Violins, viols, virginals - and guitars
Oxford, city of dreaming spires, as the poet Matthew Arnold famously phrased it, and custodian of some of the world’s most important architecture and artefacts. The collection of musical instruments held in the city’s recently redeveloped Ashmolean museum may not be a large one, but the exhibits – whether rich in intricate engravings or exuding stylish simplicity – are all fine examples of their type, and offer a succinct journey through the development of early string instruments.
The oldest objects are 16th-century citterns, a plucked wire-string instrument, which looks like a lute from the front though flat behind, and with a channel up the back of the neck to guide the thumb. A
popular instrument – it might have been found in a barber’s shop to amuse waiting customers – its place was superseded in the 18th century by the “English guitar”, which isn’t very much like the Spanish guitar, being wire strung and somewhat pear-shaped. By the end of the century, these too had gone out of fashion.
The guitars housed here are very recognisably the ancestors of the modern instrument, and while the Stradivari (a very rare example) might bear the more household name, the more exquisite examples are one by Giorgio Sellas, a beautifully-ornate instrument with a curved back, made in Venice in 1627, and by the French luthier René Voboam from 1641, inlaid with tortoiseshell and mother of pearl.
Over to the bowed instruments, and a bass viol from the early 1600s bearing the arms of Sir Charles Somerset along with intricate designs of leaves and knots, stands out. Looking at the violins – the most
famous example being the “Messiah” Strad – gives an initial sense of having returned to modernity due to the instrument’s ubiquity on today’s concert stage. But of course the violin’s curves and curls are every bit as redolent of the 17th century as its less fortunate family members in the neighbouring cabinets, those we only hear today in the hands of period performance practitioners.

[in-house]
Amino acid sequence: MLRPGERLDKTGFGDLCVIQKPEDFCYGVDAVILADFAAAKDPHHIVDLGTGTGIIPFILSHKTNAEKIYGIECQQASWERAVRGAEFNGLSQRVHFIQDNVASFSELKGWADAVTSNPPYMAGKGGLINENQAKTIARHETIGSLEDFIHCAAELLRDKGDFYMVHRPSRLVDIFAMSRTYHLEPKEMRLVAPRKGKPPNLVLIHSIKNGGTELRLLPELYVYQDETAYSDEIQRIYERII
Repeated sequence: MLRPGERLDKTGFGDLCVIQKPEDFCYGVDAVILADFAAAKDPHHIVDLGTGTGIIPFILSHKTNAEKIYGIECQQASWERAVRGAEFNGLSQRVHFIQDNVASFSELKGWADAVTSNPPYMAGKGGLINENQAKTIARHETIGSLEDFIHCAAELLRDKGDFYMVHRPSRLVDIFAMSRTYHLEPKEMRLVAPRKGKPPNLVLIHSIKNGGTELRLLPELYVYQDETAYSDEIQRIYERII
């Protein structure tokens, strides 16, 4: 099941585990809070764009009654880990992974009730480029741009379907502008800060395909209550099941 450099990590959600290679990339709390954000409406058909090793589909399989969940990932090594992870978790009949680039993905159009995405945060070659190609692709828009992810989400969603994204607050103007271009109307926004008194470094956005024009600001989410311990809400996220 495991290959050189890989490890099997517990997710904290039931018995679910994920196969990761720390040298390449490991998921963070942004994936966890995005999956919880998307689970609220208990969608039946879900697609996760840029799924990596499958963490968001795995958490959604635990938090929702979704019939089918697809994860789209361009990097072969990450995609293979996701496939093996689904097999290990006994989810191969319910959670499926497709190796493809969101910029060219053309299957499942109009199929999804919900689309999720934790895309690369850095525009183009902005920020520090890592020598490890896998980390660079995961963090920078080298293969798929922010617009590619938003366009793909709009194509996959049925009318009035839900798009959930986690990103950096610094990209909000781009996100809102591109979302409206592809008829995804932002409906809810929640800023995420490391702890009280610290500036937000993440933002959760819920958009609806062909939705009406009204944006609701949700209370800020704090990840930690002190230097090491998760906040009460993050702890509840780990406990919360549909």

The room also contains a ceremonial trumpet made by William Bull from the late 17th century, and a beautiful English virginal from 1670, decorated with scenes of fashionable folk strolling through an idyllic landscape. Alongside them all hangs a vivid tapestry of a musical party from 1650, probably Spanish, showing examples of the room’s instruments in action.
While there is a certain pathos about instruments sealed in glass cabinets, it also brought to mind a point guitarist William Carter makes in the booklet notes to his superb new disc of music by Fernando
Sor (Linn Records), following his attempts to source an authentic guitar of the era. “I learned the informal ‘Law of Furniture Survival’”, he writes. “Surviving antique furniture is almost always uncomfortable. A comfortable chair will be sat on until it wears out.” That is, the better the instrument, the more fun to play, and the least likely that it would survive for us to study today. So we should be grateful that the Ashmolean’s instruments have been suspended in silence. Carter, incidentally, turned in the end to a living luthier.
But however fascinating the Ashmolean’s collection, music is best savoured as a living tradition within England’s ancient universities – and so to Keble College for Eucharist. Butterfield’s Victorian chapel is a building of thrilling verticality, with acoustics to match. The choir were on fine form in Byrd’s Mass for Four Voices, and the service was celebrated with ritual appropriate to the College’s High Church origins. And all at the very civilised hour of 5.30 in the afternoon too.